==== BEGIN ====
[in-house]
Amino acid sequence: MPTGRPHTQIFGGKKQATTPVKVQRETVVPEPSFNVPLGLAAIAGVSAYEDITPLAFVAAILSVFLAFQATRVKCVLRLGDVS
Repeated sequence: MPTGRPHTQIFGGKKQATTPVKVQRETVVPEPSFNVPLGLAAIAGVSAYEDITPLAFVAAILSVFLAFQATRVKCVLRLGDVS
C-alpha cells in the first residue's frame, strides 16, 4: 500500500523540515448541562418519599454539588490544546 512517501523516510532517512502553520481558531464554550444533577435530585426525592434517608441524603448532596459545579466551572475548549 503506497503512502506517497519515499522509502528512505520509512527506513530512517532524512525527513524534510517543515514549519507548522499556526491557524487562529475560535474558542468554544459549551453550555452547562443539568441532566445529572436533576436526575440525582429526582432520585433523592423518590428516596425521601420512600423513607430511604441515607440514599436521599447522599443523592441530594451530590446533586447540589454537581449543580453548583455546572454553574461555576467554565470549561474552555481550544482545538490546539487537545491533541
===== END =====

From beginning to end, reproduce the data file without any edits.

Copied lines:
[in-house]
Amino acid sequence: MPTGRPHTQIFGGKKQATTPVKVQRETVVPEPSFNVPLGLAAIAGVSAYEDITPLAFVAAILSVFLAFQATRVKCVLRLGDVS
Repeated sequence: MPTGRPHTQIFGGKKQATTPVKVQRETVVPEPSFNVPLGLAAIAGVSAYEDITPLAFVAAILSVFLAFQATRVKCVLRLGDVS
C-alpha cells in the first residue's frame, strides 16, 4: 500500500523540515448541562418519599454539588490544546 512517501523516510532517512502553520481558531464554550444533577435530585426525592434517608441524603448532596459545579466551572475548549 503506497503512502506517497519515499522509502528512505520509512527506513530512517532524512525527513524534510517543515514549519507548522499556526491557524487562529475560535474558542468554544459549551453550555452547562443539568441532566445529572436533576436526575440525582429526582432520585433523592423518590428516596425521601420512600423513607430511604441515607440514599436521599447522599443523592441530594451530590446533586447540589454537581449543580453548583455546572454553574461555576467554565470549561474552555481550544482545538490546539487537545491533541